First, we’re in the middle of a “framing war,” as Matt Bai’s 2005 cover article in The New York Times Magazine made clear. In the wake of their inability to wrest the presidency from the GOP in 2004, Bai tells us, leading Democrats in Congress embraced the concept of framing as articulated by George Lakoff, the Berkeley linguist who suggests that most thought is based not on facts but on unconscious physical metaphors imbedded in our brains. Simply put, framing involves choosing the right words to activate a desired mental “frame” or perception—“private” Social Security accounts instead of “personal” accounts, or “sectarian violence” in Iraq rather than a “civil war,” or the role of “personal responsibility” when it comes to the breadth and depth of our social safety net. The right has had considerable success at framing controversial issues for years—think “liberal media,” or those “founding fathers” in Nicaragua in the 1980s. Now the left has launched a counteroffensive.

We all frame things, often unconsciously—it is how we organize and comprehend reality. When we say, “Our relationship has hit a bump in the road,” for example, or “We’ve gone our separate ways,” we invoke an unspoken metaphor—or frame—of love as a journey, as Lakoff and Mark Johnson showed in their 1980 book, Metaphors We Live By. This largely benign aspect makes framing distinct from spin, which implies premeditation, although there is considerable overlap between the two. The rhetoric beat could take on both conscious and unconscious framing, but I am more interested in those frames that are built with language that is deliberately made overly vague or euphemistic or difficult to define precisely.

There is a substantial framing literature that the rhetoric reporter could draw on, including Todd Gitlin’s 1980 book, The Whole World Is Watching, which diagnoses the largely unspoken frames that the press applies to the world unilaterally. These media frames could be part of the purview of the rhetoric beat, as could the work of Lakoff’s critics, who suggest that in his recent role as campaign adviser he has overstated both the persuasive power of framing and its ability to cure what ails the Democrats. Steven Pinker, for instance, the Harvard psychology professor, takes on Lakoff in his new book, The Stuff of Thought, as well as in a scathing review in The New Republic last year of Lakoff’s latest book, Whose Freedom? Pinker argues that frames do not trump facts, and that frames and their implications can be tested against reality. “Even if the intelligence of a single person can be buffeted by framing and other bounds on rationality,” Pinker writes, “this does not mean that we cannot hope for something better from the fruits of many people thinking together—that is, from the collective intelligence in institutions such as history, journalism, and science, which have been specifically designed to overcome those limitations through open debate and the testing of hypotheses with data.” Sounds good, but I would add that a rhetoric beat could allow this testing to happen in an accessible and broadly public way.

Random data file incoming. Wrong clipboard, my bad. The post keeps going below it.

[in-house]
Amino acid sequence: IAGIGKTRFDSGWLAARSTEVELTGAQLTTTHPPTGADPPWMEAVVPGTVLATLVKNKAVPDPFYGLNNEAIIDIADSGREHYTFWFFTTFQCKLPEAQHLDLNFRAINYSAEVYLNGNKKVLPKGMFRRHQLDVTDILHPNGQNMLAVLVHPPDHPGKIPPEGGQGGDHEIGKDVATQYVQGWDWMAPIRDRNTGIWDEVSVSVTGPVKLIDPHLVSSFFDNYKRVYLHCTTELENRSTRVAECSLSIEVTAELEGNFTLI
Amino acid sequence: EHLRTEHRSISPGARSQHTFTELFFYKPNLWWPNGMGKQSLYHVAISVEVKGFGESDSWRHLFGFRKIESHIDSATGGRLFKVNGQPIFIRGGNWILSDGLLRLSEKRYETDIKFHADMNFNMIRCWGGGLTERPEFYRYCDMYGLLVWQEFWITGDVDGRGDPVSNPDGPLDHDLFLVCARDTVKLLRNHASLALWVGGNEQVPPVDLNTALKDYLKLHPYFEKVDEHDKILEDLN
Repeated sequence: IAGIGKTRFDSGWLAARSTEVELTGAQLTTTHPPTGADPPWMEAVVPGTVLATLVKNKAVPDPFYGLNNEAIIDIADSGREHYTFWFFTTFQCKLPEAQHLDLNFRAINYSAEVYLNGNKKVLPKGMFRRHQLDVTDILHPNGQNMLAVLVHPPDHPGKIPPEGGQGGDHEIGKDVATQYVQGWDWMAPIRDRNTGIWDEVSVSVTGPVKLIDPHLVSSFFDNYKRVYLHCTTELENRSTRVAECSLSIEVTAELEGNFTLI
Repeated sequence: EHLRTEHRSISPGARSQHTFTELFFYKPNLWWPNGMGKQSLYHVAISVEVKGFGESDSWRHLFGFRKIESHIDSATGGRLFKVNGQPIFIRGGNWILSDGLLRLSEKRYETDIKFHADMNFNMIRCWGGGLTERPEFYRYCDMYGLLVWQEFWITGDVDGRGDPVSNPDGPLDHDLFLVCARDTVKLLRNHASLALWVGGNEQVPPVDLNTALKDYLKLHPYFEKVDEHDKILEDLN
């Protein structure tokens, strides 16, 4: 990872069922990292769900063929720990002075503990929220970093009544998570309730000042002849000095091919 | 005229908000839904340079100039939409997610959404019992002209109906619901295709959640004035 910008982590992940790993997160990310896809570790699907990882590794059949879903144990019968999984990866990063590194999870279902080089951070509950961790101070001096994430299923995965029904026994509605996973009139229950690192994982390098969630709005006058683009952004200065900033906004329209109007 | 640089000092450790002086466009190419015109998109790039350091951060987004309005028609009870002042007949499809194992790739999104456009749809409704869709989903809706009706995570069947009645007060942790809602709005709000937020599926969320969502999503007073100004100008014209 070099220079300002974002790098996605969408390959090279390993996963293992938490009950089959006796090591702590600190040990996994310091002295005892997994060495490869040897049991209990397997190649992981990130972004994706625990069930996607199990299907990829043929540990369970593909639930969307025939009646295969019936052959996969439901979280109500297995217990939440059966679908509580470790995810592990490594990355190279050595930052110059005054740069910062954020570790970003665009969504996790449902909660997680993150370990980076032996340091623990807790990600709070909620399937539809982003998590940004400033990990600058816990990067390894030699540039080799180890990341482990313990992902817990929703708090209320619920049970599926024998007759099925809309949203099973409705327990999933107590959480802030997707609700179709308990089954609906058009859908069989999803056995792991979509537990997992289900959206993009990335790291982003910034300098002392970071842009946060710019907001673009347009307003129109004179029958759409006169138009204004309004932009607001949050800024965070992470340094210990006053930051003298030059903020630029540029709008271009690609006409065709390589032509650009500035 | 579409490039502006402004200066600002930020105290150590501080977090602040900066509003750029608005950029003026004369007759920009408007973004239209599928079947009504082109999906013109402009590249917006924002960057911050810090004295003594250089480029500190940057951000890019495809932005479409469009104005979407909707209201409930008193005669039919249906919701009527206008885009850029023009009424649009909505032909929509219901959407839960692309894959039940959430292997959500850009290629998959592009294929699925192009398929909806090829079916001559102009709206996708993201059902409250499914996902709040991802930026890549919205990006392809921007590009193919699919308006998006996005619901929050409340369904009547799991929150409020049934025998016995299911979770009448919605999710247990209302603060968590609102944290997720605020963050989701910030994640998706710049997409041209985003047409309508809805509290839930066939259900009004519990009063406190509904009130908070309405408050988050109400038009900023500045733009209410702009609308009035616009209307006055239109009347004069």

Brent Cunningham is CJR’s managing editor.